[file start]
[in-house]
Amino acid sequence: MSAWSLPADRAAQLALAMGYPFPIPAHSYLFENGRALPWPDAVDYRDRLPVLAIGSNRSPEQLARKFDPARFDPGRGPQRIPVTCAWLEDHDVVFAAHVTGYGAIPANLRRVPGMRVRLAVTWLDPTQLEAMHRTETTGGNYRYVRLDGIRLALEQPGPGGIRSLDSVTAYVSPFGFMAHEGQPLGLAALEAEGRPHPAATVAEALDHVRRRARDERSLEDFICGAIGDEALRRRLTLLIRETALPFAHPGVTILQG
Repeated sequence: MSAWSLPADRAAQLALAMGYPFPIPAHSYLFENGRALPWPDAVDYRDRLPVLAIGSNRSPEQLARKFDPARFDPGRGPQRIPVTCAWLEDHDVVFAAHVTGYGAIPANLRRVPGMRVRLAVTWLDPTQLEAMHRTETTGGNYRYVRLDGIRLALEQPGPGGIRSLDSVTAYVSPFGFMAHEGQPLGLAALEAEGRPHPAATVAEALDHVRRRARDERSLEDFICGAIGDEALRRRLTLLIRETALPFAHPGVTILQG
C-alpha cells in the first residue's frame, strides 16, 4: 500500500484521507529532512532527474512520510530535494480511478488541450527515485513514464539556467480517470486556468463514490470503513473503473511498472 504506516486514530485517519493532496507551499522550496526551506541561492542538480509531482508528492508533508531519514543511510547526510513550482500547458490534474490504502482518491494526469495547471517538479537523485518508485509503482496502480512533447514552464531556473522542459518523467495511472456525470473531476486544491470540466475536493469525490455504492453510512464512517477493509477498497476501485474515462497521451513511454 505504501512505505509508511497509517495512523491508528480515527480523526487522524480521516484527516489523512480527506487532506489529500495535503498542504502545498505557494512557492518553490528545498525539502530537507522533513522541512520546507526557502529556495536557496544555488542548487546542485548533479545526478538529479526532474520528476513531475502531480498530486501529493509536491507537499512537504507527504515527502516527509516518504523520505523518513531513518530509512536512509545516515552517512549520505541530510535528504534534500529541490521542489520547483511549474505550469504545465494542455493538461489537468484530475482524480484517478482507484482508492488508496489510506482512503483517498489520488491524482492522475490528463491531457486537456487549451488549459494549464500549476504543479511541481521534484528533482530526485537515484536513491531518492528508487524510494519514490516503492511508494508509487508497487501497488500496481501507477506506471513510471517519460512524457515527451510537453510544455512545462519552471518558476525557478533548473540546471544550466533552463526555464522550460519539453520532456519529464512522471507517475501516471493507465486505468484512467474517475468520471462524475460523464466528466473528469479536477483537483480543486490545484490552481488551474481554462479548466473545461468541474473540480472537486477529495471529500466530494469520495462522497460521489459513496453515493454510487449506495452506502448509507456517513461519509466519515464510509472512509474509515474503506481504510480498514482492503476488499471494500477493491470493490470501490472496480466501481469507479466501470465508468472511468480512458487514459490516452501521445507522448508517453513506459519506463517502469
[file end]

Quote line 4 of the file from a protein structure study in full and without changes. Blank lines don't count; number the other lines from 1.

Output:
C-alpha cells in the first residue's frame, strides 16, 4: 500500500484521507529532512532527474512520510530535494480511478488541450527515485513514464539556467480517470486556468463514490470503513473503473511498472 504506516486514530485517519493532496507551499522550496526551506541561492542538480509531482508528492508533508531519514543511510547526510513550482500547458490534474490504502482518491494526469495547471517538479537523485518508485509503482496502480512533447514552464531556473522542459518523467495511472456525470473531476486544491470540466475536493469525490455504492453510512464512517477493509477498497476501485474515462497521451513511454 505504501512505505509508511497509517495512523491508528480515527480523526487522524480521516484527516489523512480527506487532506489529500495535503498542504502545498505557494512557492518553490528545498525539502530537507522533513522541512520546507526557502529556495536557496544555488542548487546542485548533479545526478538529479526532474520528476513531475502531480498530486501529493509536491507537499512537504507527504515527502516527509516518504523520505523518513531513518530509512536512509545516515552517512549520505541530510535528504534534500529541490521542489520547483511549474505550469504545465494542455493538461489537468484530475482524480484517478482507484482508492488508496489510506482512503483517498489520488491524482492522475490528463491531457486537456487549451488549459494549464500549476504543479511541481521534484528533482530526485537515484536513491531518492528508487524510494519514490516503492511508494508509487508497487501497488500496481501507477506506471513510471517519460512524457515527451510537453510544455512545462519552471518558476525557478533548473540546471544550466533552463526555464522550460519539453520532456519529464512522471507517475501516471493507465486505468484512467474517475468520471462524475460523464466528466473528469479536477483537483480543486490545484490552481488551474481554462479548466473545461468541474473540480472537486477529495471529500466530494469520495462522497460521489459513496453515493454510487449506495452506502448509507456517513461519509466519515464510509472512509474509515474503506481504510480498514482492503476488499471494500477493491470493490470501490472496480466501481469507479466501470465508468472511468480512458487514459490516452501521445507522448508517453513506459519506463517502469